Apartheid Museum


Apartheid Museum

View Project

The Apartheid Museum has been highly acclaimed, despite its somewhat controversial raison d’etre. The scheme is both complex embodiment of the horrors of South Africa’s apartheid past, and commemoration of its post-1994 constitutional achievements and the struggle fought to reach these. Its fluid interplay with surrounding landscape as well as its apparently paradoxical suggestions of restriction and free flow, engagement and disengagement, mark it as one of the most significant architectural works of the first ten years of democracy.

The museum, located adjacent to Gold Reef City in south west Johannesburg, was the result of the social component conditional upon the award of a casino licence.

The museum consists of a largely single-storied, flat-roofed, L-shaped, linear complex which is partly buried in the surrounding landscape. Access is via a ramp on the south which leads up to the roof and then permits the penetration of the body of the building via a lift and stairs. There are ten display spaces which provide 5 000m2 of exhibition space, as well as 500m2 of administration and archive space. An additional building on the east of the site holds a bookshop, coffee shop and security office. A grouping of concrete columns, each representing one of the principles of the Constitution, signals the entrance and are the only elements that protrude above the virtually hidden building/landscape.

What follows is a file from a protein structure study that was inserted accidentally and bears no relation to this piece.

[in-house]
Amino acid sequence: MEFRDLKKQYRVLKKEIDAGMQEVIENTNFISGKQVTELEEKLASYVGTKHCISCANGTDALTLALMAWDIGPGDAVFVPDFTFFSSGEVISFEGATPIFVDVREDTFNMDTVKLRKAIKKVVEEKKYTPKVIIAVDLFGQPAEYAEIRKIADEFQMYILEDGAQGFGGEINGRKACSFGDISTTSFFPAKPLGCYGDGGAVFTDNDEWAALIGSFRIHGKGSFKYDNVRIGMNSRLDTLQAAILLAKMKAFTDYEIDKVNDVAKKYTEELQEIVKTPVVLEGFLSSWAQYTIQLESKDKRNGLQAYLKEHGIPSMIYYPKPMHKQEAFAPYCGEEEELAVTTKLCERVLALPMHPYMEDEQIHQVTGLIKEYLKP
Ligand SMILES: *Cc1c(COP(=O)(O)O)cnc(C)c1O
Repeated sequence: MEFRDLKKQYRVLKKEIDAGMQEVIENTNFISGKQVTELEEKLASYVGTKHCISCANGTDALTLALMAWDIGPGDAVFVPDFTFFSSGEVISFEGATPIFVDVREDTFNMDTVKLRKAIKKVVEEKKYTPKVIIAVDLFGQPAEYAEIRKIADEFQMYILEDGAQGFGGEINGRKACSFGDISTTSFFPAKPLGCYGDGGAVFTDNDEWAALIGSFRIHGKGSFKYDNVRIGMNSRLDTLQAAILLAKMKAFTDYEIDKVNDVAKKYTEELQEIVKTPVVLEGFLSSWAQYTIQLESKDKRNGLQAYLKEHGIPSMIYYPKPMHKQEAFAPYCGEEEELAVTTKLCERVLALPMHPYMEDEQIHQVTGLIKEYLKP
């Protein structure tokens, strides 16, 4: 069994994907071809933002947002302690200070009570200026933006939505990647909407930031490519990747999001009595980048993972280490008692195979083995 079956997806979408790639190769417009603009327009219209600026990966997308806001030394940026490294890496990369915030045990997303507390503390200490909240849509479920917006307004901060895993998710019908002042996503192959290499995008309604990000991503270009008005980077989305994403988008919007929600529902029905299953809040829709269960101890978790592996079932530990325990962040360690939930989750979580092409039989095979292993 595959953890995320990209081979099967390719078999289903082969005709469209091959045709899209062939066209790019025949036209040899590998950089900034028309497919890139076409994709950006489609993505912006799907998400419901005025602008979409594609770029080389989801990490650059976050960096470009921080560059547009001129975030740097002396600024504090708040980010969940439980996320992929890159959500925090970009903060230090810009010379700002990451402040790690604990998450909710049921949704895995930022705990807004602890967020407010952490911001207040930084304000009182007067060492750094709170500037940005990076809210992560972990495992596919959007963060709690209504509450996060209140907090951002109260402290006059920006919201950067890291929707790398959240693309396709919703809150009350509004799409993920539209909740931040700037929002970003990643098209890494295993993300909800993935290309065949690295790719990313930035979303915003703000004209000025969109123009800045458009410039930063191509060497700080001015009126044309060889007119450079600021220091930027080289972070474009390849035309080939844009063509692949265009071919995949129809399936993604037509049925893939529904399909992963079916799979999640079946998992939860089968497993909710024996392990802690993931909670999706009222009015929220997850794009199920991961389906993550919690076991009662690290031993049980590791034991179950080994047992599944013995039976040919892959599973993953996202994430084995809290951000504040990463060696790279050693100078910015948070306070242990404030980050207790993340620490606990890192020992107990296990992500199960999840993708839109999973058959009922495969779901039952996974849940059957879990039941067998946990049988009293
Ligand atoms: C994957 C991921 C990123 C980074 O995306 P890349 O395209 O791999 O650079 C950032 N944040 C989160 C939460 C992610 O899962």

The building’s materiality is prominent and unique, including rock-filled gabion walls, dry-stacked stone walls, raw plaster, off-shutter concrete, and slim red face-brick. Indigenous landscaping by Patrick Watson – which plays with contrasting grasses, and gravel/ concrete planks – works to envelope the building into its topography. Reflecting ponds at the eastern fringes of the complex deliver a sense of solemn contemplation.

share this project



Gold Reef City, Johannesburg


Akani Egoli

/ photo gallery
/ related projects